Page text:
Book Review

The Witch In The Well

The Witch in the Well

  • Author: Camilla Bruce
  • Genre: Mystery/Thriller
  • Publication Date: September 6, 2022
  • Publisher: Tor Books

Thank you to NetGalley and Tor Books for providing me with an ARC of this book in exchange for an honest review.

CONTENT WARNING: grief, murder, mention of bullying, miscarriage, blood, gore

Rating: 4.5 out of 5.

The Witch in the Well is a dark Norwegian thriller from Camilla Bruce, author of You Let Me In.

When two former friends reunite after decades apart, their grudges, flawed ambitions, and shared obsession swirl into an all-too-real echo of a terrible town legend.

Centuries ago, beautiful young Ilsbeth Clark was accused of witchcraft after several children disappeared. Her acquittal did nothing to stop her fellow townsfolk from drowning her in the well where the missing children were last seen.

When author and social media influencer Elena returns to the summer paradise of her youth to get her family’s manor house ready to sell, the last thing she expected was connecting with—and feeling inspired to write about—Ilsbeth’s infamous spirit. The very historical figure that her ex-childhood friend, Cathy, has been diligently researching and writing about for years.

What begins as a fiercely competitive sense of ownership over Ilsbeth and her story soon turns both women’s worlds into something more haunted and dangerous than they could ever imagine.

This book was the perfect way to kick off spooky season. It’s a dark, atmospheric thriller, with elements of horror and the paranormal running throughout. Camilla Bruce did a fabulous job with this one, and it was nothing like what I expected.

The story centers around the town legend of Ilsbeth Clark, who was acquitted of witchcraft, yet still murdered by the people of the town as an act of revenge for their missing children. Both of the MCs have become obsessed with her story, although in different ways, and it sets the tone for this book.

Elena is working to clean out her family’s summer home, but she gets distracted by the spirit of Ilsbeth. She’s famous for her book and social media presence focusing on her soul connection, so when she feels the presence of Ilsbeth, she’s convinced that she wants to show her that she was a good witch and didn’t harm anyone, and simply wants to tell her own story. She decides to write her own book about Ilsbeth, as a spur of the moment decision. Elena comes off as kind of flighty and naive, and she wasn’t necessarily a likable character for me, but I was still able to empathize with her for a lot of the time.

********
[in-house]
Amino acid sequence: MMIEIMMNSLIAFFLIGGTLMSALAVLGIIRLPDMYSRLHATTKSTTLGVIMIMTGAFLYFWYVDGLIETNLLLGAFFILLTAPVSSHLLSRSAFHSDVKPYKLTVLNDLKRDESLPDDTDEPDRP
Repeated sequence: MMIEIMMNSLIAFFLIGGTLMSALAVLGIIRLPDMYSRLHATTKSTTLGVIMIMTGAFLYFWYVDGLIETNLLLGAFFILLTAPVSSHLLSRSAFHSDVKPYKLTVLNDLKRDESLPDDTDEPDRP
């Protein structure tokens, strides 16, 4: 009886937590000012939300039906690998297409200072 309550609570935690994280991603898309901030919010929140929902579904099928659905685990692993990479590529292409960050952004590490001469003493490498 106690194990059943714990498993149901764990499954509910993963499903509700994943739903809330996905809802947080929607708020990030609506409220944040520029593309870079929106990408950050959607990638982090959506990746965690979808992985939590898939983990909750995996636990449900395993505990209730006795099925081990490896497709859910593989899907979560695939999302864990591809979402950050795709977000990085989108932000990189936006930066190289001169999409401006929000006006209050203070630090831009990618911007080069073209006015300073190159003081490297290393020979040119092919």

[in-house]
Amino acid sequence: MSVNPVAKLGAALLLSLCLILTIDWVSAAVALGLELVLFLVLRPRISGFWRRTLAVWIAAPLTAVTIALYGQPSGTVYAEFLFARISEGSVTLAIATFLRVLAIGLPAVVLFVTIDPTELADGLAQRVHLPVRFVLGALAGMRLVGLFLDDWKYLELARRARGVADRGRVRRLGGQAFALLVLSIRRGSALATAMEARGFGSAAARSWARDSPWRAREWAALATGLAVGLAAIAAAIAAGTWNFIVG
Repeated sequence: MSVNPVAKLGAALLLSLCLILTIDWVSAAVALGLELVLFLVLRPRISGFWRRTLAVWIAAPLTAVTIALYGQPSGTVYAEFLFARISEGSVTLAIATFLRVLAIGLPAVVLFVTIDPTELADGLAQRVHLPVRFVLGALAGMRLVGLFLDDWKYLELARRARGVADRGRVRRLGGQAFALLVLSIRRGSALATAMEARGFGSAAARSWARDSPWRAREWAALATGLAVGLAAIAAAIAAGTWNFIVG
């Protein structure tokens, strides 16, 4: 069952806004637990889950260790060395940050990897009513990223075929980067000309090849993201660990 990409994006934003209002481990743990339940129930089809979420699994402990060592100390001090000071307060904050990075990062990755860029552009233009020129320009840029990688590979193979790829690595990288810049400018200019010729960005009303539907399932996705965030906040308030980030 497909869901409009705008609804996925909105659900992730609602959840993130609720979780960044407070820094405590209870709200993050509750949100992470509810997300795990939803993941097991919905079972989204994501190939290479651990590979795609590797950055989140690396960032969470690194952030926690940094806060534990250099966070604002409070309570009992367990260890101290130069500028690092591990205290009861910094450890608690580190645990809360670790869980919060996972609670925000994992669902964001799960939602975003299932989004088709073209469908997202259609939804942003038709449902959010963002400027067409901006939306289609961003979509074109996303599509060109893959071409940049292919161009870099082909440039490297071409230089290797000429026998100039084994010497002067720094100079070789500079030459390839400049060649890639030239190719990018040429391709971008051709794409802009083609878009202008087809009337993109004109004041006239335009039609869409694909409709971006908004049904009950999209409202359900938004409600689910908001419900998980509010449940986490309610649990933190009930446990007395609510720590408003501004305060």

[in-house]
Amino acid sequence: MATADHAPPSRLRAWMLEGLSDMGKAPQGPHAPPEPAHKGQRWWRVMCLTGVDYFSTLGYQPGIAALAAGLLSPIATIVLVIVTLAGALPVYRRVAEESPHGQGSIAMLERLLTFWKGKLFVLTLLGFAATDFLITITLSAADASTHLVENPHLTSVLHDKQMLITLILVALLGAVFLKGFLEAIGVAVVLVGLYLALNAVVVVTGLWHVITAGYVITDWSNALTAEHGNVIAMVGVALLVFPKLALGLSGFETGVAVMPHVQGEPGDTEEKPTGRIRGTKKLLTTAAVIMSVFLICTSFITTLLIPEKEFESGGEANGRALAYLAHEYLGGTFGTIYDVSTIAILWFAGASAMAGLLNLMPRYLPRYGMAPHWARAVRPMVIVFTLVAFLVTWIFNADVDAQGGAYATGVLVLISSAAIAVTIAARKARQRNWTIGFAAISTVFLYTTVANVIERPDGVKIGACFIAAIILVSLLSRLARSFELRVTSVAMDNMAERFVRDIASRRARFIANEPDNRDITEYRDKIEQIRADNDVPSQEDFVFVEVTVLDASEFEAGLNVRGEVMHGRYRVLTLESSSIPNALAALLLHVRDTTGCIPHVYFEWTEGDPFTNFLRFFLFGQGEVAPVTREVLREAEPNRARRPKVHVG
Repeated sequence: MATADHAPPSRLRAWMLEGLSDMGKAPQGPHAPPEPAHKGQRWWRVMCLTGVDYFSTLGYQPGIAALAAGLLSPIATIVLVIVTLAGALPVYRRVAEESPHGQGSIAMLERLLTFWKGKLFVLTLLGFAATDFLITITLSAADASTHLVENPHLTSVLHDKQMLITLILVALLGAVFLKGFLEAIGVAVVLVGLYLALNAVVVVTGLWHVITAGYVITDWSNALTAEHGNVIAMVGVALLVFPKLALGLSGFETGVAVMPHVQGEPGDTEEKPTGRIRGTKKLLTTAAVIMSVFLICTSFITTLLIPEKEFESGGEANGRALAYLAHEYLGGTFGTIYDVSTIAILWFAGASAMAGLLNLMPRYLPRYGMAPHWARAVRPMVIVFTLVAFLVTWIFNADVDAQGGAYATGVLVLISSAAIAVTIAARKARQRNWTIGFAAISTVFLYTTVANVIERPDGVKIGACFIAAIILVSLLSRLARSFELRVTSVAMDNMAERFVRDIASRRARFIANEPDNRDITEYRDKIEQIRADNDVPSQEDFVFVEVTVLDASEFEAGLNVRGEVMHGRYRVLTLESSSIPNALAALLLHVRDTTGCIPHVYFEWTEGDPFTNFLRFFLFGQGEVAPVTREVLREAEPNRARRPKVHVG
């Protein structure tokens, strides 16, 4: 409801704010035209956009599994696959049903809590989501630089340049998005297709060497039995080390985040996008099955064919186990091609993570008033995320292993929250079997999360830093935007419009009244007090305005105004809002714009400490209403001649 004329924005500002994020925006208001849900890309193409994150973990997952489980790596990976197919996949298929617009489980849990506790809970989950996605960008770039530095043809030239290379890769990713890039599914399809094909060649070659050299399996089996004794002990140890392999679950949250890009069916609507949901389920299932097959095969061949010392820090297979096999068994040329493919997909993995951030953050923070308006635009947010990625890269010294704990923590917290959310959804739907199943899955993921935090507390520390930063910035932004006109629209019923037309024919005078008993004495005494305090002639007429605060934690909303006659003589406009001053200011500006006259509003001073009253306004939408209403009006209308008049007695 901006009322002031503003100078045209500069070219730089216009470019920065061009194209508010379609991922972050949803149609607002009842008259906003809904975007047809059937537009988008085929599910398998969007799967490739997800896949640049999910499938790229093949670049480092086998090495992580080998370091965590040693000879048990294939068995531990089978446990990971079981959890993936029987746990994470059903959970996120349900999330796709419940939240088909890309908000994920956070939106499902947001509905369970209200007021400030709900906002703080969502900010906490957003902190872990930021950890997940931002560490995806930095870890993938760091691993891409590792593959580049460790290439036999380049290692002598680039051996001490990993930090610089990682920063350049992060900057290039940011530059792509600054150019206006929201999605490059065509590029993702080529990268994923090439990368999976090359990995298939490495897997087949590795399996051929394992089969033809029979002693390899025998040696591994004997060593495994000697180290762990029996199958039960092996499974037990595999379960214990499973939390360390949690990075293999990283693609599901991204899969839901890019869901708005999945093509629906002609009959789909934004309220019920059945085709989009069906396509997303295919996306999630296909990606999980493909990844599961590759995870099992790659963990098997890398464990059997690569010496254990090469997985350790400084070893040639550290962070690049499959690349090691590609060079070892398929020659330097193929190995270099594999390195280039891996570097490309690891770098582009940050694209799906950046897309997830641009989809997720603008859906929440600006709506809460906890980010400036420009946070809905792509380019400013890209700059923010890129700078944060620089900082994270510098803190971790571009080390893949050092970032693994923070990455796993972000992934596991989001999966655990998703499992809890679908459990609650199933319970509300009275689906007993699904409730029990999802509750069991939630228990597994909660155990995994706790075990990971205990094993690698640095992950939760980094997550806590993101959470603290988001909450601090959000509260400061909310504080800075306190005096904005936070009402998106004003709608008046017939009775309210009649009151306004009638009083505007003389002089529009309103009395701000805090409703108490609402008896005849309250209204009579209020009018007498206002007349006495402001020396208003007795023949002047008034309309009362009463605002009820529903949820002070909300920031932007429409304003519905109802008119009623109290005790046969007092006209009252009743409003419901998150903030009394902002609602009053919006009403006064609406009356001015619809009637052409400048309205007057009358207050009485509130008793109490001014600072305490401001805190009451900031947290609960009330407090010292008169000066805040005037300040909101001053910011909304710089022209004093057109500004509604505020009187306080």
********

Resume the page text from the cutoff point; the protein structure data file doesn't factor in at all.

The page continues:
Cathy is the other MC who was even less likable. She holds grudges and consistently gets in her own way, so I really had a hard time empathizing with her after the very beginning of the book. She’s been working to write her own story on Ilsbeth for years, and keeping everything very secret, but becomes irrationally angry when she finds out about Elena’s plans. It doesn’t help that she and Elena are estranged friends. 

The story moved a bit slow in the beginning, but then pulled me in after a few chapters. Once I got to that point, I couldn’t put it down. The chapters vacillate between Elena’s diary entries, Cathy’s open letters to the town that are posted online, excerpts from Cathy’s book, and mysterious documents which come from Ilsbeth’s time and tell more of the story, as well as some chapters told from the POV of a character who isn’t named in the beginning but it quickly becomes obvious who the character is. I was fascinated by how everything comes together, and how different the voices all are, which isn’t an easy thing to do. 

I loved this story, and how everything was woven together brilliantly. It had different layers of complexity that appeared at different times, where it seemed like a fight between two former friends at first, and then it came across as one thing, and once I read a bit more, it seemed like something else, and then finally was revealed to be another thing that was completely unexpected. It developed beautifully and in a surprising way, and while I’ve read other books by Bruce, this one was done very differently and in an interesting way that had me hopelessly hooked. This is the kind of book that’s going to haunt my thoughts in the best kind of way.

People who have sat around with me while I’m reading, especially when there’s a surprising reveal, a shocking plot twist, or an unexpected event often look up in alarm when I gasp audibly. The gasp factor is directly related to the number of times I audibly gasp during a reading, and there isn’t an upper limit.

Gasp Factor: 3

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